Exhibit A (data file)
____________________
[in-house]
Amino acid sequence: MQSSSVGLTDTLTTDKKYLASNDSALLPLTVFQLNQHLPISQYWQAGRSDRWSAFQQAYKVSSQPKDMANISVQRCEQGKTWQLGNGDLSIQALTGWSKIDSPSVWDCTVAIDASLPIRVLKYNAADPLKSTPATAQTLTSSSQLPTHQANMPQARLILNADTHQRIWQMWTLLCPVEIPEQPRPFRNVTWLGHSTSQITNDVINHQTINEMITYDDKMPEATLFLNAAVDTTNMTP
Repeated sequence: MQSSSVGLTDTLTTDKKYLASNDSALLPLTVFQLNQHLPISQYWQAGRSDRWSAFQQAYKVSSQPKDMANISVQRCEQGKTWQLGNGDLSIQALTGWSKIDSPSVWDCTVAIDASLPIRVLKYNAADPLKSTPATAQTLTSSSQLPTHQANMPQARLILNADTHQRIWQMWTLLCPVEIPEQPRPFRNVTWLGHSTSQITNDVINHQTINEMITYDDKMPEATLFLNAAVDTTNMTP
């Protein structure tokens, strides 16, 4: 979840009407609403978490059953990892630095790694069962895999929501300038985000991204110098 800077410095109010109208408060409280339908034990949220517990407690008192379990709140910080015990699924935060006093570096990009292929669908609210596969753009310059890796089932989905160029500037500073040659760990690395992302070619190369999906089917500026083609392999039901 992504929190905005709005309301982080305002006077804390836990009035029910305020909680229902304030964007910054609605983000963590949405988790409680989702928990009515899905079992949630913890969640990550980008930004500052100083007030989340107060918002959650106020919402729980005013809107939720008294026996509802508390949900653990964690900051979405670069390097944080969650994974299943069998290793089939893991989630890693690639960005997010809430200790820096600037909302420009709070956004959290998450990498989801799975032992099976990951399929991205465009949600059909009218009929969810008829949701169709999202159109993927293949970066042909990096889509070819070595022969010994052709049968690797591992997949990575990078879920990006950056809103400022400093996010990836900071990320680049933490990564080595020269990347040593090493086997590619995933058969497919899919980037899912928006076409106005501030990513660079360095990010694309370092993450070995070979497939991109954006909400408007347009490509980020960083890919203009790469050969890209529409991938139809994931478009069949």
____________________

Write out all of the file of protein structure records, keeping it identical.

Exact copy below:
[in-house]
Amino acid sequence: MQSSSVGLTDTLTTDKKYLASNDSALLPLTVFQLNQHLPISQYWQAGRSDRWSAFQQAYKVSSQPKDMANISVQRCEQGKTWQLGNGDLSIQALTGWSKIDSPSVWDCTVAIDASLPIRVLKYNAADPLKSTPATAQTLTSSSQLPTHQANMPQARLILNADTHQRIWQMWTLLCPVEIPEQPRPFRNVTWLGHSTSQITNDVINHQTINEMITYDDKMPEATLFLNAAVDTTNMTP
Repeated sequence: MQSSSVGLTDTLTTDKKYLASNDSALLPLTVFQLNQHLPISQYWQAGRSDRWSAFQQAYKVSSQPKDMANISVQRCEQGKTWQLGNGDLSIQALTGWSKIDSPSVWDCTVAIDASLPIRVLKYNAADPLKSTPATAQTLTSSSQLPTHQANMPQARLILNADTHQRIWQMWTLLCPVEIPEQPRPFRNVTWLGHSTSQITNDVINHQTINEMITYDDKMPEATLFLNAAVDTTNMTP
């Protein structure tokens, strides 16, 4: 979840009407609403978490059953990892630095790694069962895999929501300038985000991204110098 800077410095109010109208408060409280339908034990949220517990407690008192379990709140910080015990699924935060006093570096990009292929669908609210596969753009310059890796089932989905160029500037500073040659760990690395992302070619190369999906089917500026083609392999039901 992504929190905005709005309301982080305002006077804390836990009035029910305020909680229902304030964007910054609605983000963590949405988790409680989702928990009515899905079992949630913890969640990550980008930004500052100083007030989340107060918002959650106020919402729980005013809107939720008294026996509802508390949900653990964690900051979405670069390097944080969650994974299943069998290793089939893991989630890693690639960005997010809430200790820096600037909302420009709070956004959290998450990498989801799975032992099976990951399929991205465009949600059909009218009929969810008829949701169709999202159109993927293949970066042909990096889509070819070595022969010994052709049968690797591992997949990575990078879920990006950056809103400022400093996010990836900071990320680049933490990564080595020269990347040593090493086997590619995933058969497919899919980037899912928006076409106005501030990513660079360095990010694309370092993450070995070979497939991109954006909400408007347009490509980020960083890919203009790469050969890209529409991938139809994931478009069949």